Several Student Activities Fair meetings were interrupted last week by an anonymous participant who joined organizations’ virtual booths and disrupted their meetings in ways ranging from impersonating a campus administrator to making transphobic comments.
The person joined organizations’ Zoom rooms without their camera on, used a fake name — usually pretending to be an interested student — and asked questions about the organization from the representatives on the call. After a few minutes, however, they would say or do something to disturb the meeting.
None of the student organizations impacted could find an email address associated with the participant in the meeting report. However, administrators of an organization’s Zoom plan may be able to check more detailed reports from meetings, including the IP address of devices that were used to access the meeting.
It is possible that the incidents could have involved multiple disruptors; however, the students interviewed for this article all described a similar voice and pattern of behavior across different organizations and days of the Activities Fair.
Lily Shannon ’23 was running the Women’s Rugby Club meeting when the person entered the organization’s Zoom room. She and her co-host answered questions from the individual for several minutes, but the questions grew increasingly strange until the person made several transphobic comments and left, Shannon said.
The team’s board members spoke about the incident later and decided not to share details of what happened to avoid giving the person the attention they were likely seeking.
“Suffice it to say, there were transphobic comments made, and they were not cool,” Shannon said. “Our team wants to foster a sense of community and inclusivity, and we want all of our players to know that they are welcomed and valued on our team, so it was just really horrible.”
Shannon and her co-host are planning to contact the Community Bias Response Team (CBRT), Middlebury’s group of staff, faculty, and students who address incidents of bias. They hope that the CBRT can help them address the issue and find resources for investigating the incident, including — if possible — identifying the culprit.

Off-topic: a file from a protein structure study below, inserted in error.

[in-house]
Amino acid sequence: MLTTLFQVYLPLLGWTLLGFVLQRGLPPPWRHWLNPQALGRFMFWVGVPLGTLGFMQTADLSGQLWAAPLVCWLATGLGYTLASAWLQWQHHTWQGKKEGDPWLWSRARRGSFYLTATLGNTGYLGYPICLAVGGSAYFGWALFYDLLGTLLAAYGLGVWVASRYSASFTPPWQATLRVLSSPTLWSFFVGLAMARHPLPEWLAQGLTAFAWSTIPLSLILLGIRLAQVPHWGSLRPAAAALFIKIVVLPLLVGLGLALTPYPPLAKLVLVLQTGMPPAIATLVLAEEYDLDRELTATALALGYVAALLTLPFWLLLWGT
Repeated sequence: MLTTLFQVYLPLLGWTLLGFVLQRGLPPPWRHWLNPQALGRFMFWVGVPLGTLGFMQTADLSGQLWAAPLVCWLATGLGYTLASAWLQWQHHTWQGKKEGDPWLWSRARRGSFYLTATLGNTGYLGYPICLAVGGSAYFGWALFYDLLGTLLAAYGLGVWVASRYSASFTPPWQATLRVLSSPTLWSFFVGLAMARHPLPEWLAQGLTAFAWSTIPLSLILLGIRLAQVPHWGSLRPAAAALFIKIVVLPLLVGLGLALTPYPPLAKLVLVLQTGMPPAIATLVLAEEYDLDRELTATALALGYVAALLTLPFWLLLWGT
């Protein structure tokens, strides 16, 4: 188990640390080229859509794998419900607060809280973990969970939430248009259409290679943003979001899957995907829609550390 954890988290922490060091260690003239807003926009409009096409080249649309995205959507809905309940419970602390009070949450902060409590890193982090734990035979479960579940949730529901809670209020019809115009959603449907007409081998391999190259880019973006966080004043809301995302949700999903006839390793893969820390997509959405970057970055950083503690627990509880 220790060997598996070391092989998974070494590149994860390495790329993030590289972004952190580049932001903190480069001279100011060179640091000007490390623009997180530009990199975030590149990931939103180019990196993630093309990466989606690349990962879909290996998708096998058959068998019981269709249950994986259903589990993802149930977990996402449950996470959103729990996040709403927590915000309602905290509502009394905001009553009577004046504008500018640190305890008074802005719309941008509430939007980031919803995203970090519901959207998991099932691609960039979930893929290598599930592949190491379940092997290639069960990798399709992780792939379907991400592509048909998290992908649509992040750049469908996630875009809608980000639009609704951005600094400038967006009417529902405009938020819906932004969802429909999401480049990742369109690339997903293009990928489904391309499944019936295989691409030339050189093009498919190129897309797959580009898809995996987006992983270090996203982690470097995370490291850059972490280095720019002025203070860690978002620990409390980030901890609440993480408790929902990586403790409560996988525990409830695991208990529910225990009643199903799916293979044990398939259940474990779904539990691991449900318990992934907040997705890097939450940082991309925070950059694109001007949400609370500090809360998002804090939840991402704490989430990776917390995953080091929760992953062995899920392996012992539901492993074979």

Zoom has a setting that hosts can enable to allow only authenticated users — those who have signed in with their email address — to access a meeting, but it is not a default setting when meetings are created, and many Activities Fair meetings did not require users to be logged in. However, access to the spreadsheet with the time, date and link for Activities Fair booths required a Middlebury email address.
In past years, the Activities Fair has taken place in person, where students can visit tables set up by different student organizations and ask questions face to face. However, Covid-19 restrictions shifted the fair online for both the fall and spring semesters, leaving meetings vulnerable to anonymous online trolling.
“Zoom bombing,” a phenomenon where uninvited participants disrupt video-conference calls — often by screen-sharing pornographic or offensive content — has become more common as more events take place through teleconferencing software during the pandemic.
Middlebury’s Information Technology Services (ITS) lists security recommendations for Zoom meetings on their page, along with answers to other frequently asked questions about the technology. ITS suggests that public meetings be held as webinars where attendees cannot unmute themselves or share their screens, although this would limit the face-to-face interaction that is typical for the Activities Fair.
ITS also advises against posting Zoom links with passwords publicly. The spreadsheet with the schedule for Activities Fair booths included the Zoom links and passwords for each organization so interested students could participate in informal, drop-in meetings reminiscent of past fairs. At the fall Activities Fair, links and passwords were available in the same format but there were no reported incidents of Zoom bombing or other issues.